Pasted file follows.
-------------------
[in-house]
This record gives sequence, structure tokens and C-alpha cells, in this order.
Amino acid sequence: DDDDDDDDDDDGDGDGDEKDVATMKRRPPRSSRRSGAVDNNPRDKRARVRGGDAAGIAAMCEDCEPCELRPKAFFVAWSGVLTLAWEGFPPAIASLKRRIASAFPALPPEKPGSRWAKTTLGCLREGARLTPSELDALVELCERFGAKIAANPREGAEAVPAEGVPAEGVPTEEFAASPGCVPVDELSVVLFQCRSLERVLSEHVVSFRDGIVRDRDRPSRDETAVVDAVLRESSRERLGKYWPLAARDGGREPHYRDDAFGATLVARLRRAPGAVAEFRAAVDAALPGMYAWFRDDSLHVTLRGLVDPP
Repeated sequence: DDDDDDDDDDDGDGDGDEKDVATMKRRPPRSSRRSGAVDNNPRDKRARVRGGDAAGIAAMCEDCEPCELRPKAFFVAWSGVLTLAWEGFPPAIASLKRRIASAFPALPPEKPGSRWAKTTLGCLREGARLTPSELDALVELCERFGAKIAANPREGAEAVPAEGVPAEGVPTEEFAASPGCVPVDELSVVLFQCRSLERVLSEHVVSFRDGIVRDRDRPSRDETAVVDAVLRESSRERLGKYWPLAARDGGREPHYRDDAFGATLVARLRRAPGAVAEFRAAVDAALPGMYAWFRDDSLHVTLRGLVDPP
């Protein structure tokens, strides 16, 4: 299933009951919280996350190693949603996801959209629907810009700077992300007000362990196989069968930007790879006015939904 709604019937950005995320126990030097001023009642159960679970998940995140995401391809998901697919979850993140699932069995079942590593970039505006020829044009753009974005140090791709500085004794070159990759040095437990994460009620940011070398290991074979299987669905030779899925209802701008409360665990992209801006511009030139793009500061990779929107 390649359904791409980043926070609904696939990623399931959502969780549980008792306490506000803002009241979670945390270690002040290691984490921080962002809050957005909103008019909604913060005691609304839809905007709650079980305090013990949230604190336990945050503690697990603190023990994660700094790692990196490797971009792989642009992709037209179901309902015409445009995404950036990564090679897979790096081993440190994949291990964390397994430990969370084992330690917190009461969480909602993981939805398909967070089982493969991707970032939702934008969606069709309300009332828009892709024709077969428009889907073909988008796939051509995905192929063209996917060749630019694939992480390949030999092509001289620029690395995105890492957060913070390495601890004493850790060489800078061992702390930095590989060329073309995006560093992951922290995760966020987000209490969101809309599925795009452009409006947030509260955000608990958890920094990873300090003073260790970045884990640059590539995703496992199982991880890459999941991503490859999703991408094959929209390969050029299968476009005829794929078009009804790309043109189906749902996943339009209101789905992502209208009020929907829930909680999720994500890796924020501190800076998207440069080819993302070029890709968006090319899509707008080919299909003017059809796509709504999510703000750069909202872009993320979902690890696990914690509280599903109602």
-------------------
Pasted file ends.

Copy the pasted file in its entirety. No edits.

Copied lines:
[in-house]
This record gives sequence, structure tokens and C-alpha cells, in this order.
Amino acid sequence: DDDDDDDDDDDGDGDGDEKDVATMKRRPPRSSRRSGAVDNNPRDKRARVRGGDAAGIAAMCEDCEPCELRPKAFFVAWSGVLTLAWEGFPPAIASLKRRIASAFPALPPEKPGSRWAKTTLGCLREGARLTPSELDALVELCERFGAKIAANPREGAEAVPAEGVPAEGVPTEEFAASPGCVPVDELSVVLFQCRSLERVLSEHVVSFRDGIVRDRDRPSRDETAVVDAVLRESSRERLGKYWPLAARDGGREPHYRDDAFGATLVARLRRAPGAVAEFRAAVDAALPGMYAWFRDDSLHVTLRGLVDPP
Repeated sequence: DDDDDDDDDDDGDGDGDEKDVATMKRRPPRSSRRSGAVDNNPRDKRARVRGGDAAGIAAMCEDCEPCELRPKAFFVAWSGVLTLAWEGFPPAIASLKRRIASAFPALPPEKPGSRWAKTTLGCLREGARLTPSELDALVELCERFGAKIAANPREGAEAVPAEGVPAEGVPTEEFAASPGCVPVDELSVVLFQCRSLERVLSEHVVSFRDGIVRDRDRPSRDETAVVDAVLRESSRERLGKYWPLAARDGGREPHYRDDAFGATLVARLRRAPGAVAEFRAAVDAALPGMYAWFRDDSLHVTLRGLVDPP
């Protein structure tokens, strides 16, 4: 299933009951919280996350190693949603996801959209629907810009700077992300007000362990196989069968930007790879006015939904 709604019937950005995320126990030097001023009642159960679970998940995140995401391809998901697919979850993140699932069995079942590593970039505006020829044009753009974005140090791709500085004794070159990759040095437990994460009620940011070398290991074979299987669905030779899925209802701008409360665990992209801006511009030139793009500061990779929107 390649359904791409980043926070609904696939990623399931959502969780549980008792306490506000803002009241979670945390270690002040290691984490921080962002809050957005909103008019909604913060005691609304839809905007709650079980305090013990949230604190336990945050503690697990603190023990994660700094790692990196490797971009792989642009992709037209179901309902015409445009995404950036990564090679897979790096081993440190994949291990964390397994430990969370084992330690917190009461969480909602993981939805398909967070089982493969991707970032939702934008969606069709309300009332828009892709024709077969428009889907073909988008796939051509995905192929063209996917060749630019694939992480390949030999092509001289620029690395995105890492957060913070390495601890004493850790060489800078061992702390930095590989060329073309995006560093992951922290995760966020987000209490969101809309599925795009452009409006947030509260955000608990958890920094990873300090003073260790970045884990640059590539995703496992199982991880890459999941991503490859999703991408094959929209390969050029299968476009005829794929078009009804790309043109189906749902996943339009209101789905992502209208009020929907829930909680999720994500890796924020501190800076998207440069080819993302070029890709968006090319899509707008080919299909003017059809796509709504999510703000750069909202872009993320979902690890696990914690509280599903109602």